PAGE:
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Role of broadcasting regulators discussed at UNESCO Headquarters
UNESCO, in cooperation with Albany Associates, organized the third Master Class in Broadcasting Regulation at UNESCO Headquarters in Paris last March. Representatives of broadcasting regulators and operators from Bhutan, Iraq, Kenya, Malawi, Montenegro, Nigeria, Rwanda, Thailand, and Trinidad and Tobago gathered to exchange experiences and to discuss broadcast regulation with a particular focus on the role of regulation for elections.

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Role of broadcasting regulators discussed at UNESCO Headquarters

12-05-2010 (Paris)
Role of broadcasting regulators discussed at UNESCO Headquarters
© Albany Associates
UNESCO, in cooperation with Albany Associates, organized the third Master Class in Broadcasting Regulation at UNESCO Headquarters in Paris last March. Representatives of broadcasting regulators and operators from Bhutan, Iraq, Kenya, Malawi, Montenegro, Nigeria, Rwanda, Thailand, and Trinidad and Tobago gathered to exchange experiences and to discuss broadcast regulation with a particular focus on the role of regulation for elections.
One of the participants, Kunrada Chaisorm, from the Office of the National Telecommunications Commission of Thailand, said, 'The class was great. I learned a lot from the discussions and the interaction with colleagues from many other countries”.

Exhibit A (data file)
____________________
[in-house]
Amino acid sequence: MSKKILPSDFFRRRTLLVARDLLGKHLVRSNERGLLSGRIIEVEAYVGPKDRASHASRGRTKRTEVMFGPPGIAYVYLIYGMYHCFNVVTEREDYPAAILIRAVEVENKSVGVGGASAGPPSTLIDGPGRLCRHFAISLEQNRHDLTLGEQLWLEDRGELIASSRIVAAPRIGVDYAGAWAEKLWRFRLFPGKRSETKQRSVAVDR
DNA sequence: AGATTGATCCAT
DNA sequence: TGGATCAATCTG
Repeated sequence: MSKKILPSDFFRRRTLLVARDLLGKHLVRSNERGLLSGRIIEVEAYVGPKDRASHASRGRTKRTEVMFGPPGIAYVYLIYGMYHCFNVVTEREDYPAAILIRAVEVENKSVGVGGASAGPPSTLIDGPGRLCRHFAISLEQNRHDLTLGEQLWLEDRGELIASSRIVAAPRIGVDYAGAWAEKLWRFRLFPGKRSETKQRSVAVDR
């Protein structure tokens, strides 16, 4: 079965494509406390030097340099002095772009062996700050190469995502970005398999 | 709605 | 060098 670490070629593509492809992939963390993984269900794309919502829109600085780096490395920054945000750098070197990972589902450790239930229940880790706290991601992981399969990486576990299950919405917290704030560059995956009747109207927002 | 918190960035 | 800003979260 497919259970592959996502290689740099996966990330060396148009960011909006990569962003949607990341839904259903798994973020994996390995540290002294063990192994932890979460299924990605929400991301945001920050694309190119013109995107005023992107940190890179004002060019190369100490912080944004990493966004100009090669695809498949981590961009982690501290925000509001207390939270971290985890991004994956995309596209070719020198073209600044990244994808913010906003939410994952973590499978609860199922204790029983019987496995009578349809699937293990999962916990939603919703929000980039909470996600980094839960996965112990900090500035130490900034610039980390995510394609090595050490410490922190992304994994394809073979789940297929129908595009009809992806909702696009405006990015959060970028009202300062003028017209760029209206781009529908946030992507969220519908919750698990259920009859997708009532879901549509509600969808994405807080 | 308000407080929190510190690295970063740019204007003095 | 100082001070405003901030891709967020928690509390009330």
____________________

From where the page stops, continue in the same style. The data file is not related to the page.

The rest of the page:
The Master Class provided delegates with an in-depth analysis and knowledge of the following topics:

  • international broadcast regulation law and standards;
  • application of media rules during elections;
  • monitoring, compliance and enforcement; and
  • political advertisements.

  • It also examined new and emerging issues such as the use of social networking technologies and how new media tools can support election campaigns.

    Opening remarks were presented by the Deputy Assistant Director-General for Communication and Information, Mogens Schmidt, and the Director of Albany Associates, Dieter Loraine. Many people turn first to their televisions or radios to learn about elections. Therefore election coverage in the media, and especially in the public media, involves some of the most complex rules of broadcast regulation. Mr Schmidt stressed that the public media have a general duty to inform about matters relevant to the elections. UNESCO’s mandate in the field of public service broadcasting is to support and promote comprehensive action focusing on the role and functions of public service. It is particularly relevant to UNESCO’s core mission – to promote the free flow of ideas through word and image.

    Related themes/countries

  • This item can be found in the following topics:
          · Bhutan
          · Kenya
          · Malawi
          · Nigeria
          · Public Service Broadcasting
          · Media Laws
          · Iraq
          · Thailand
          · Rwanda
          · Trinidad and Tobago
          · Weekly newsletter
          · Montenegro


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